However high China’s skyscrapers soar, however huge the economy grows, however hurriedly the belt and road girdle the earth, the blemished history of the country’s Communist Party still hangs heavily around its neck. Hidden, unresolved shadows from the past continue to haunt China’s leaders and people — and none more so than the events of 30 years ago that culminated in the deployment of the People’s Liberation Army against students, workers and others on and around Tiananmen Square in Beijing on June 4.
These events retain their significance for the rest of the world, including Australia, since they highlight how often and how easily the Chinese party-state — distinguished by its single-mindedness, its ruthlessness, its focus on survival — has been, and continues to be, underestimated.
After the military actions of 1989 had been followed by paramount leader Deng Xiaoping’s renewed advocacy of economic growth measures, the Western world — seeking business opportunities for itself and believing that it could somehow help change China — soon re-engaged with Beijing.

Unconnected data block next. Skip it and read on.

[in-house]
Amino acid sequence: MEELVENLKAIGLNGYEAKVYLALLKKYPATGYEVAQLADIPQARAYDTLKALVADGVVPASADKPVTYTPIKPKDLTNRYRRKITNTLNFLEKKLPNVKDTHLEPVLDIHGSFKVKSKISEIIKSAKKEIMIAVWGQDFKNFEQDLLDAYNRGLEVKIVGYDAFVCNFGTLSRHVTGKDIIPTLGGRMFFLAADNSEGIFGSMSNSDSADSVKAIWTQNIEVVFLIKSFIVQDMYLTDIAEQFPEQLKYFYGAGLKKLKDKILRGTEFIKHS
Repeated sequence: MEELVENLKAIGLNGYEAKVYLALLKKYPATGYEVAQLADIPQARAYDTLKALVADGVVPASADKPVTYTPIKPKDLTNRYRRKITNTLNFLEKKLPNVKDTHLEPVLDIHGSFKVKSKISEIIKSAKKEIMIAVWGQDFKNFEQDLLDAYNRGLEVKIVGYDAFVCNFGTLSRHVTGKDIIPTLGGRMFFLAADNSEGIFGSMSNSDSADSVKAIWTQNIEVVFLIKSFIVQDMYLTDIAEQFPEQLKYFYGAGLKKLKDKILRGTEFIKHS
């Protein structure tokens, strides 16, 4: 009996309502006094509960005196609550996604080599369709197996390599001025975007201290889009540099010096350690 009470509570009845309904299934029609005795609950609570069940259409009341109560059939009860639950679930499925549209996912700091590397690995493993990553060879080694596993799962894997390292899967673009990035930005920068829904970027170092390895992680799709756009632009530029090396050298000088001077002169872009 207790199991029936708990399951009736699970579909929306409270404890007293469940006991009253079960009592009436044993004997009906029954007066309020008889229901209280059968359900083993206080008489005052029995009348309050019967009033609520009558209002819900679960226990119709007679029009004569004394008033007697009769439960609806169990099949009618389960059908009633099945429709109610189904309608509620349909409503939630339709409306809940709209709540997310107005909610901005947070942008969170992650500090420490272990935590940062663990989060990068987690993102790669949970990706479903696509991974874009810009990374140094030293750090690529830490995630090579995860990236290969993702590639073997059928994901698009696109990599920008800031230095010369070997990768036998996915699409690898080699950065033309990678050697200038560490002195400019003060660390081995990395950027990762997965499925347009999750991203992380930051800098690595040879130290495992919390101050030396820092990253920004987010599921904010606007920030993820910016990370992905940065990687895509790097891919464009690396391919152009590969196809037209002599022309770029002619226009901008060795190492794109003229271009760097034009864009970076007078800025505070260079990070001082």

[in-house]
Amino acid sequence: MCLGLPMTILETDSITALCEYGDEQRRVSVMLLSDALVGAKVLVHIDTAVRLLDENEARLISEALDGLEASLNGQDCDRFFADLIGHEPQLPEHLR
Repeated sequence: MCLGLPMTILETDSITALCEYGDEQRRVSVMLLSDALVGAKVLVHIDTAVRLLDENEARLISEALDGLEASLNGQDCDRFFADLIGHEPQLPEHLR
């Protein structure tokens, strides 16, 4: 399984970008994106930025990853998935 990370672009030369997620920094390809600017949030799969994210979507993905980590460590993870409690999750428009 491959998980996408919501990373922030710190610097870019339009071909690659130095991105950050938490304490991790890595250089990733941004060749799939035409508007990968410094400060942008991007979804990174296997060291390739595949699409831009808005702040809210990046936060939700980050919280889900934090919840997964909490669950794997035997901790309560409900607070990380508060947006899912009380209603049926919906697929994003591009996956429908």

A decade ago, American author James Mann wrote in his seminal book The China Fantasy: “American and European business and government leaders … foster an elaborate set of illusions about China, centred on the belief that commerce will lead inevitably to political change and democracy”. Such illusions — and the genuine commercial opportunities that emerged alongside them — began in 1976 with the death of Mao Zedong, the great dictator of the People’s Republic. The party-state had then taken the economy-opening route that much of the party elite had urged on Mao before — driving him to counter-attack via the Cultural Revolution.
Please click here to read the full “Ghosts of Tiananmen still haunts” article published in The Australian, written by Griffith Asia Institute Industry Fellow, Rowan Callick.